For my two cents I would start with the Telly. They are pretty well respected and in my opinion any awards that have winners and losers are worth the time. Not everyone will respect it, however many do, so they tend to be worth the effort and expense.

If you can get an Emmy, that's toward the top of the food chain. Good luck.

David
Richter Studios
http://www.richterstudios.com
Video Production Services | Website Development | Presentation Services


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Mark Suszko
Re: Awards for Corporate Videos
on Sep 7, 2009 at 1:03:17 am

Its summer, so here's a re-run of the previous iteration of this thread. There's a longer response of mine I posted earlier than this, but I can't locate it.

http://forums.creativecow.net/thread/17/862817#862898


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cowcowcowcowcow
Timothy J. Allen
Re: Awards for Corporate Videos
on Sep 10, 2009 at 9:15:41 pm

I've won multiple regional Emmys and a few silver Telly Awards. I'm more proud of the Emmys, but I still enter the Tellys from time to time. Why? Simply because I produce a heck of a lot of non-broadcast corporate video which isn't eligible for an Emmy award (because it's never broadcasted).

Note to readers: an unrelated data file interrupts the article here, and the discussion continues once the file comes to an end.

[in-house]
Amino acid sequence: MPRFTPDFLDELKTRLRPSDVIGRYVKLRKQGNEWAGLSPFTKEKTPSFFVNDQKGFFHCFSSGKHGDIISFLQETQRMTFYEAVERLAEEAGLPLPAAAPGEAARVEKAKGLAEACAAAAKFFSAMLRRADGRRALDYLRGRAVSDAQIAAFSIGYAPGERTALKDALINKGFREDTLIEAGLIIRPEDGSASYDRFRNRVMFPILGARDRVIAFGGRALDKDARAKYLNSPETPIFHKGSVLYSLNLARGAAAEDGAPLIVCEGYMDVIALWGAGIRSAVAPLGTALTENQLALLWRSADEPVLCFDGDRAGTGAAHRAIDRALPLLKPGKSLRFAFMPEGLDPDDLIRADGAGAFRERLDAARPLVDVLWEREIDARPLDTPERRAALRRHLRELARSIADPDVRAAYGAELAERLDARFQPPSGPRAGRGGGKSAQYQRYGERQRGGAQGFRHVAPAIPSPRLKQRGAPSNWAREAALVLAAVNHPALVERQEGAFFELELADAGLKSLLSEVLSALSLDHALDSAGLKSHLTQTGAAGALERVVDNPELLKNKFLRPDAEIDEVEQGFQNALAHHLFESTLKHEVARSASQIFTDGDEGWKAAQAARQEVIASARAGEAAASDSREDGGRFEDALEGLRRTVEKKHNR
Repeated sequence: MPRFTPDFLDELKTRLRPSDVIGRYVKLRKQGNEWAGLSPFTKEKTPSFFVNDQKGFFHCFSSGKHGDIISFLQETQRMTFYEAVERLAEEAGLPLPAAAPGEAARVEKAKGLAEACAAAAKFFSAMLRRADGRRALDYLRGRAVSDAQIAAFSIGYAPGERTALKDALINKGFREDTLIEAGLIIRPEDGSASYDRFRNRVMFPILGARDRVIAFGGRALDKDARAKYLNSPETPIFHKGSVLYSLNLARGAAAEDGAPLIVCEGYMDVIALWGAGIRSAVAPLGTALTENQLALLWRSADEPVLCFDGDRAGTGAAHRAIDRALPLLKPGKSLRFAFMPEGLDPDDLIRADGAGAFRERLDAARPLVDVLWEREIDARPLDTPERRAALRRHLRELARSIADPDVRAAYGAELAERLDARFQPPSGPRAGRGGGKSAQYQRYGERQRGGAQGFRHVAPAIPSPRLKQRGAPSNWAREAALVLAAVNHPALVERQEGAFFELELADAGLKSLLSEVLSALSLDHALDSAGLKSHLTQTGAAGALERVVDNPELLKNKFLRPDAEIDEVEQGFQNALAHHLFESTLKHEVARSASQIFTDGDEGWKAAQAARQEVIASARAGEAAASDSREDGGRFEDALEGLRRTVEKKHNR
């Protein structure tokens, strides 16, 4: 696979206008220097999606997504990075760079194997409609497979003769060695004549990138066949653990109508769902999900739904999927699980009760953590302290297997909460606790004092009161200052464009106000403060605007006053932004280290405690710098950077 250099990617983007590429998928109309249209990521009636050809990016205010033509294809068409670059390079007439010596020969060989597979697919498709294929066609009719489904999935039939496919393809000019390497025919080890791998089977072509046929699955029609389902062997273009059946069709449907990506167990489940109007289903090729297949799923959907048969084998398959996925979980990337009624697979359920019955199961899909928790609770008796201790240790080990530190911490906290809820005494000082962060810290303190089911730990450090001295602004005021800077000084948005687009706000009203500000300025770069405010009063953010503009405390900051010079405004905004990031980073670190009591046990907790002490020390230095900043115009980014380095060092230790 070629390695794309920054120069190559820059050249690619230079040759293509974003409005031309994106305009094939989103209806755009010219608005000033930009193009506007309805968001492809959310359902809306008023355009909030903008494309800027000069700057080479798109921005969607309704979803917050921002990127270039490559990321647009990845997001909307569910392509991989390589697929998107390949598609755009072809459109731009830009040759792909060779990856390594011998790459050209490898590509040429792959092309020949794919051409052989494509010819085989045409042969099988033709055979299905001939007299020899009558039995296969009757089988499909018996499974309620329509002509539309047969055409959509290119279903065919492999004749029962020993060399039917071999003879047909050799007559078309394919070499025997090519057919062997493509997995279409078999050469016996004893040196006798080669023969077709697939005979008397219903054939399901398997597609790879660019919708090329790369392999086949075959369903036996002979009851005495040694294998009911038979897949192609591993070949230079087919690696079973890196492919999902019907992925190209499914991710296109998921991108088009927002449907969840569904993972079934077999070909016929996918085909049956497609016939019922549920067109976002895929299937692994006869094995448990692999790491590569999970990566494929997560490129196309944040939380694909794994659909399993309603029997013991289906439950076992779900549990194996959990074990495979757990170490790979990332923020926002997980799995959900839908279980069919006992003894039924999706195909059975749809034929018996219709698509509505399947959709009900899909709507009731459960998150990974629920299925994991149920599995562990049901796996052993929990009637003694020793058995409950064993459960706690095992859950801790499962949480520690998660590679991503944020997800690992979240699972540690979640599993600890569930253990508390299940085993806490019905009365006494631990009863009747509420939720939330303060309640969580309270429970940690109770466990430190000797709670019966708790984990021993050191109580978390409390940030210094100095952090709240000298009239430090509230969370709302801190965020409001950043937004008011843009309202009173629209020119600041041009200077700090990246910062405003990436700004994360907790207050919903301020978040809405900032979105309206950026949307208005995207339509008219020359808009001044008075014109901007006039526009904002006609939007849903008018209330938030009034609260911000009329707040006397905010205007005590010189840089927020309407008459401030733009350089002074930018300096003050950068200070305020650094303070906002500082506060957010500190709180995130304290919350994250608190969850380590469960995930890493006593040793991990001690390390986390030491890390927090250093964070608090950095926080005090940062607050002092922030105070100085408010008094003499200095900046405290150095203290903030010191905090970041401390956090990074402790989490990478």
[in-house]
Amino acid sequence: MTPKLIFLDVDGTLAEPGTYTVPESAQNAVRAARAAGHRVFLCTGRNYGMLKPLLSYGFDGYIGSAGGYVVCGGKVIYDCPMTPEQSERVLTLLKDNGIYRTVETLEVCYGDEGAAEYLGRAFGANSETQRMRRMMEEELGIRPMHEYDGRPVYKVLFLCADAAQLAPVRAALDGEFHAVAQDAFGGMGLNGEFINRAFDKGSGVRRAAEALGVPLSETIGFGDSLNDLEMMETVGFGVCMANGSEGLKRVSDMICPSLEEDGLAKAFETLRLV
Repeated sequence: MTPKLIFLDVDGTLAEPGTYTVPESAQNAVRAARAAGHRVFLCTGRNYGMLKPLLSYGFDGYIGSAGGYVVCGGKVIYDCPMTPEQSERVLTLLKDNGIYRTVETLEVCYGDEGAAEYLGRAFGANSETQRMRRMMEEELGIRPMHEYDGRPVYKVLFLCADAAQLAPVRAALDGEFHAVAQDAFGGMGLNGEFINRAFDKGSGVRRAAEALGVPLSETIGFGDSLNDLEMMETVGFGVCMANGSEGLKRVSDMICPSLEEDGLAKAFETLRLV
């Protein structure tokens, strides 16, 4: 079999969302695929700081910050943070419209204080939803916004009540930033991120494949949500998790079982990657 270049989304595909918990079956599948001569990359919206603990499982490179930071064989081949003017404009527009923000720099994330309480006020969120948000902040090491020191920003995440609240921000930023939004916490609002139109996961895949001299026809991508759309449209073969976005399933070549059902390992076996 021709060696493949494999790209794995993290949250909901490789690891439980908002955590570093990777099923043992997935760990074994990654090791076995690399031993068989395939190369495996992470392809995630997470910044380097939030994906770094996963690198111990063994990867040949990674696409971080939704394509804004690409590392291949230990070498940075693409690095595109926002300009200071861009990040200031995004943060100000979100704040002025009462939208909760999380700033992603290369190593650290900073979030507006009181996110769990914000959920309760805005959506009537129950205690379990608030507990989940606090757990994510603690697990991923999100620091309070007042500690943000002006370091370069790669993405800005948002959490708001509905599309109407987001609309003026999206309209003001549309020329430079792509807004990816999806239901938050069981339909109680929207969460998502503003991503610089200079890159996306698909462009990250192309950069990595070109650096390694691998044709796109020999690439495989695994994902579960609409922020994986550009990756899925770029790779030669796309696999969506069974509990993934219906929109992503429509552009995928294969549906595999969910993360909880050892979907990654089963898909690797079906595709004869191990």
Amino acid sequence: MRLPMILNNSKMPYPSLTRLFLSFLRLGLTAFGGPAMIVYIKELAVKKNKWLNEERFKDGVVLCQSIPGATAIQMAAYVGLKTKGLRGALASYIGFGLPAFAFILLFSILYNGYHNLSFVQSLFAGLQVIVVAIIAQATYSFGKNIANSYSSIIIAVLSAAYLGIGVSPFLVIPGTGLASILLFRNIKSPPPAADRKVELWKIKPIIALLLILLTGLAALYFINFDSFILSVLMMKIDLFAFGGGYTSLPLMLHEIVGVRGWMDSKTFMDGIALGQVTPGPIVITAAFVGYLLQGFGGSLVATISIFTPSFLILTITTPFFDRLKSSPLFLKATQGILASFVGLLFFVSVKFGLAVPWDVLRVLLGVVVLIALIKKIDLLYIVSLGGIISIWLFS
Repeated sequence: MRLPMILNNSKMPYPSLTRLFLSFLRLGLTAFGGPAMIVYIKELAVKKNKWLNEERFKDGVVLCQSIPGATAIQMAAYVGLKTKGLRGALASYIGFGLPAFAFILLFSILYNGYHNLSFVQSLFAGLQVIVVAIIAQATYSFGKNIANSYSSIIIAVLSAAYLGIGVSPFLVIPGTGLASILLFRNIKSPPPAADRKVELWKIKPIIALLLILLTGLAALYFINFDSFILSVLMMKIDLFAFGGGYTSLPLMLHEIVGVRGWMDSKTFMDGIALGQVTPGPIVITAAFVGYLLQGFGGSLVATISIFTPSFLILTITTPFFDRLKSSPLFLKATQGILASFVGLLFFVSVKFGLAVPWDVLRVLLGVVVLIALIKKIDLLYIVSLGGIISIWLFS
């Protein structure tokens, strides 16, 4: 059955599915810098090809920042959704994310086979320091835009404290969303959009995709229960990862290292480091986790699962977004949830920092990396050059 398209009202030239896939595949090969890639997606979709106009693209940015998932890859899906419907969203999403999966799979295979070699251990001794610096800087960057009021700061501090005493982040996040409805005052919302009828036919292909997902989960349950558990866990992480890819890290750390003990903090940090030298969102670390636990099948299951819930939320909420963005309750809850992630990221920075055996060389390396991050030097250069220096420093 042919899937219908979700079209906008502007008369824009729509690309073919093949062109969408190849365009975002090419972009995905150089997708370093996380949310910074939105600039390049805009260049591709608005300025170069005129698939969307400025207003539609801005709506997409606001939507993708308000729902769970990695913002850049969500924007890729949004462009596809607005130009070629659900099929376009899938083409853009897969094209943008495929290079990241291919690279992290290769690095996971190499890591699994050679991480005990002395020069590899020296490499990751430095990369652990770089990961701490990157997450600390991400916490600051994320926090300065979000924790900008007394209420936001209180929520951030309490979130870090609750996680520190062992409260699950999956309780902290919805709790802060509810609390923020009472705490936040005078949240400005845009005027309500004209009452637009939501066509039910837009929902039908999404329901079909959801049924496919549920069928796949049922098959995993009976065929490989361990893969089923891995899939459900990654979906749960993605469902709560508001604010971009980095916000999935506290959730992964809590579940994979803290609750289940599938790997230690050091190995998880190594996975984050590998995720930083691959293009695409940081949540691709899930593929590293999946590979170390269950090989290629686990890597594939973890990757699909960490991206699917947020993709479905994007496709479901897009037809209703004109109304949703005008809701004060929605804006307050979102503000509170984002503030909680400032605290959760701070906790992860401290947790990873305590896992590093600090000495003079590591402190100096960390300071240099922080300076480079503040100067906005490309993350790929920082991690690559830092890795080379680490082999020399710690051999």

When we win, I give full credit to the people who financed the production. That lets them know that I appreciate them as a client, and it lets them show their boss that they chose someone who has a reputation for quality. Depending on the product, we might enter another type of awards competition, such as a particular film festival, or public affairs, or education "industry" awards.

This isn't insincere or trite as long as the award is valued by the client. If the client likes shiny awards, and they are proud of them, enough to show their bosses and colleagues, I'll make sure I do my best to deliver a few of those along with the videos.

I think the first poster to this thread is considering entering a competition for precisely the right reasons - marketing and relationship building. If the motivation is self-validation and building up your own ego, a puppy dog works better than a trophy.




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Tim Kolb
Re: Awards for Corporate Videos
on Sep 22, 2009 at 1:08:23 am

I've judged Tellys.

They assemble a pretty extensive crew of Silver (the highest form) Telly winners in each genre, then they have us score each entry.

I've also judged Emmys...where we assemble a panel of industry veterans...and score each entry.

In the end these statues are really for the clients anyway, right? I stopped buying the Telly statuettes for a time...but now clients ask about the gap. (bit of a dry spell eh?)